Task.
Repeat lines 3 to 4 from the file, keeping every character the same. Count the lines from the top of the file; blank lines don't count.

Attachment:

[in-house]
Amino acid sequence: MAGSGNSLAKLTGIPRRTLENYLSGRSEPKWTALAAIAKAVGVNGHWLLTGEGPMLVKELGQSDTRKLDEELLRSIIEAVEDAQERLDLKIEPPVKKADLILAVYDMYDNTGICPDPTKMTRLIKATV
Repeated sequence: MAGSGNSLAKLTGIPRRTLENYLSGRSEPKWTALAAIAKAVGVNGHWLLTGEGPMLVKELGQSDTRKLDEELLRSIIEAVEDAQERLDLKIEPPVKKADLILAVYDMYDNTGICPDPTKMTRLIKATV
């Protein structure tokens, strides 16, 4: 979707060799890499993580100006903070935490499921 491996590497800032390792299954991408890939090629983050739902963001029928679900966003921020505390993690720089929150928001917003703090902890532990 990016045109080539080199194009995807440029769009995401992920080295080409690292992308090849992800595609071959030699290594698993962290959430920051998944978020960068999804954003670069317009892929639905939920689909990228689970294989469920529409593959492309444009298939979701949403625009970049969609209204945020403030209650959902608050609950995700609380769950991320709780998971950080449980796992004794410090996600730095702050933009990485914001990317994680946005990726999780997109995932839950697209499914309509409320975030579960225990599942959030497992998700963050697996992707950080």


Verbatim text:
Repeated sequence: MAGSGNSLAKLTGIPRRTLENYLSGRSEPKWTALAAIAKAVGVNGHWLLTGEGPMLVKELGQSDTRKLDEELLRSIIEAVEDAQERLDLKIEPPVKKADLILAVYDMYDNTGICPDPTKMTRLIKATV
């Protein structure tokens, strides 16, 4: 979707060799890499993580100006903070935490499921 491996590497800032390792299954991408890939090629983050739902963001029928679900966003921020505390993690720089929150928001917003703090902890532990 990016045109080539080199194009995807440029769009995401992920080295080409690292992308090849992800595609071959030699290594698993962290959430920051998944978020960068999804954003670069317009892929639905939920689909990228689970294989469920529409593959492309444009298939979701949403625009970049969609209204945020403030209650959902608050609950995700609380769950991320709780998971950080449980796992004794410090996600730095702050933009990485914001990317994680946005990726999780997109995932839950697209499914309509409320975030579960225990599942959030497992998700963050697996992707950080």